3. Symbols help. The job of patrolman does have some benefits. I got to drive around with a flashing orange light on my car and wear a flashy orange vest apparently stolen from the Village People. Ridiculous to me and anyone who knew me, these symbols were quite intimidating to teenagers, for whom they legitimized my annoying requests. Perhaps for this reason, the experience also reminded me that…
  4. Most people comply. Thankfully, precious few teenagers protested. Sure, there were the aspiring few negotiators who tried to convince me that they were, for example, “just enjoying the lighting show.” But even these enterprising young negotiators agreed to clear the beach, as per community rules, after a further request. Perhaps they realized that…
  5. It’s good to have an obvious and powerful alternative. Any lip from these teenagers and I had the community and county’s approval to reel in the long arm of the law (i.e., call the police). A strong alternative for me, albeit not one I was particularly eager to engage. A weak alternative for the teenagers, who would find themselves with a rap sheet before even completing their FAFSA.

These examples are probably a bit tongue-in-cheek, but the lessons are real. They highlight, once again, that negotiations truly surround us. And they reminded me—and can remind us all—that negotiating power comes from the surrounding situation at least as much as your prowess.

Get rid of that fee! Three strategies for negotiating without power

“Fee.” The very word strikes fear, especially when we see it popping up on our own credit card, bank, or cell phone bill.

Is there any hope of eliminating a fee once it appears? It’s negotiable more often than it seems. But since the party imposing a fee holds all of the cards, making it negotiable requires knowing how to negotiate from the low-power position.

So imagine that you just received your cell phone bill. It’s true: you burned through a lot of megabytes watching Donald Trump clips, and you did exchange a bunch of text messages about the hurricane that never showed up. So a little bit of overage wouldn’t surprise you. But $167?!? Now that’s just ridiculous, and you’re calling AT&T to say so.

But wait—before you do, it’s worth understanding the situation. In particular, it’s worth understanding that you have no real alternatives. If they don’t budge, your best option is to pay the fee, pop a blood pressure pill, and fork over an early termination fee (should you decide to switch). Since that’s worse than just paying the fee, your alternatives are few and far between. AT&T’s alternatives, in contrast, seem solid. They collect either: 1) your overage fee, or 2) your overage fee plus your early termination fee. Bummer, you’re stuck in the low-power position.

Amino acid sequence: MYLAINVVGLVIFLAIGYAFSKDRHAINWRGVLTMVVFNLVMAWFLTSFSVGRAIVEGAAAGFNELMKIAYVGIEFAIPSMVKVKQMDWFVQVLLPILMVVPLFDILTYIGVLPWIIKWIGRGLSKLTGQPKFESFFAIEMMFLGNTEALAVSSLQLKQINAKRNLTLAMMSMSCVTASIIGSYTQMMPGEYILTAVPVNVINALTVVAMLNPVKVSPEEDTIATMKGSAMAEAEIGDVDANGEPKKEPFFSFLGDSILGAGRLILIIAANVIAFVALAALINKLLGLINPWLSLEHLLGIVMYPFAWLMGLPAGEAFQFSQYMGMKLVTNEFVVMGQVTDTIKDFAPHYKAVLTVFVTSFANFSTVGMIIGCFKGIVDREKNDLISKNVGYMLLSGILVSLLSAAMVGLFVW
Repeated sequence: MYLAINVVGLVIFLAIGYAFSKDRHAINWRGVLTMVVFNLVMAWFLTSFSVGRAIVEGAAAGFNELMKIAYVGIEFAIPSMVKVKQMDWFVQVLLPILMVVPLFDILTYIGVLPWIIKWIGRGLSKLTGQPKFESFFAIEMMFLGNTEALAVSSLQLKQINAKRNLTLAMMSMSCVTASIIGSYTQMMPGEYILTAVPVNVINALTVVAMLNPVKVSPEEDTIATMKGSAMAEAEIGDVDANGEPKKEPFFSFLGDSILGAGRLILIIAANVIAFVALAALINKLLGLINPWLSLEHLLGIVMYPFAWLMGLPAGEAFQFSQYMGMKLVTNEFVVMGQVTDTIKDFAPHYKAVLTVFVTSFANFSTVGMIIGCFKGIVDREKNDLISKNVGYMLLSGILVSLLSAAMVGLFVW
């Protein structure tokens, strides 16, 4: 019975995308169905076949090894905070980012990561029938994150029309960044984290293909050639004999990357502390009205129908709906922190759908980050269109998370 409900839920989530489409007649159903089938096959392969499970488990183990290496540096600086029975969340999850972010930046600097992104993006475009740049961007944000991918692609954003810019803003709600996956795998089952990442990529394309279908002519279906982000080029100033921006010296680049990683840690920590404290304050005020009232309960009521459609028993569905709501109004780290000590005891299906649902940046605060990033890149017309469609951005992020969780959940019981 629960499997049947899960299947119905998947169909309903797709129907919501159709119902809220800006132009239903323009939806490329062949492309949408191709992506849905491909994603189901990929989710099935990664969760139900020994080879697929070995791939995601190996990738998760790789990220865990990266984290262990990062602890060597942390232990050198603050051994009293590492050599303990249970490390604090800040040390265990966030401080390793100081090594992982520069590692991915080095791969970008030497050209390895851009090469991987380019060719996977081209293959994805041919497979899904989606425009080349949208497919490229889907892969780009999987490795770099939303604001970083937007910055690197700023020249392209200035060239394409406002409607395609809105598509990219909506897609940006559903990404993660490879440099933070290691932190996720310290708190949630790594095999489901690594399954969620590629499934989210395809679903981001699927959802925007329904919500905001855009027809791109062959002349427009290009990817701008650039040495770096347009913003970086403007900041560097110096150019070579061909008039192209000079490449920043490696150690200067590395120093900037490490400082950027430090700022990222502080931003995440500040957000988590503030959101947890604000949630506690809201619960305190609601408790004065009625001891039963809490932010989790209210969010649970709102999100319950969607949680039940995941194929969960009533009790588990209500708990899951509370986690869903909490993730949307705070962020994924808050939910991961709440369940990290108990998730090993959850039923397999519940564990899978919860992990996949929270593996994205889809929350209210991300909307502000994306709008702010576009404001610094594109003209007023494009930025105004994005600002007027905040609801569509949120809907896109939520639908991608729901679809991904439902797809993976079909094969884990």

But reflecting on the situation does not mean surrendering to the situation! Don’t put away your phone or stop dialing their digits. Do consider the following three pointers for dealing with the power deficit, in this and in any other negotiation when you have no options:

  • Don’t sweat it. Lacking any viable alternative, the natural inclination is to panic and wonder what could be worse. In fact, research highlights one situation that is worse: having a viable alternative that’s bad. Why’s that worse? Because people with bad alternatives focus attention on those alternatives, accepting any suboptimal offer that seems marginally better. In contrast, a complete lack of alternatives can be liberating, leading people to feel like they have “nothing to lose.” So this is the point: don’t go into the AT&T call thinking that things are just awful; go in thinking that things can only get better.
  • Make sure to make the first offer. It might seem silly to make the first offer when you’re the one begging for a fee reversal, but my own research with several colleagues shows that it’s even more important to make the first offer when you lack power. Why? Because the other side forgets about your low power when they hear your first offer. They get anchored on your offer just like they would’ve if you had lots of power, and you end up doing just as well as you would’ve if you had fantastic alternatives. So in your upcoming call with AT&T, resist the temptation to let the representative move first; replace it with a polite request that they reverse the fee.
  • Seek other forms of leverage. It’s true—you don’t have any alternatives, so that source of leverage is gone. But alternatives are only one source of leverage; another is your contribution to the relationship. AT&T may have millions or billions of customers, but they make their dollars one at a time. Most organizations are surprisingly willing to forgive a one-time oops if it guarantees future revenue. So when you make your first offer, remind AT&T that it’s your first oops, that you’ve been loyal for many years past, and that you’ll be loyal for many years in the future if they do you the one-time courtesy.

Is there any guarantee that this will work? No. Anyone who’s dealt with any corporation knows that they’re not necessarily the most rational economic agents. But by going in confident, by making the first offer, and by steeping it in the benefits to them, you’ll at least have a fighting chance at fee reversal.

Have you ever gotten a fee reversed by just asking?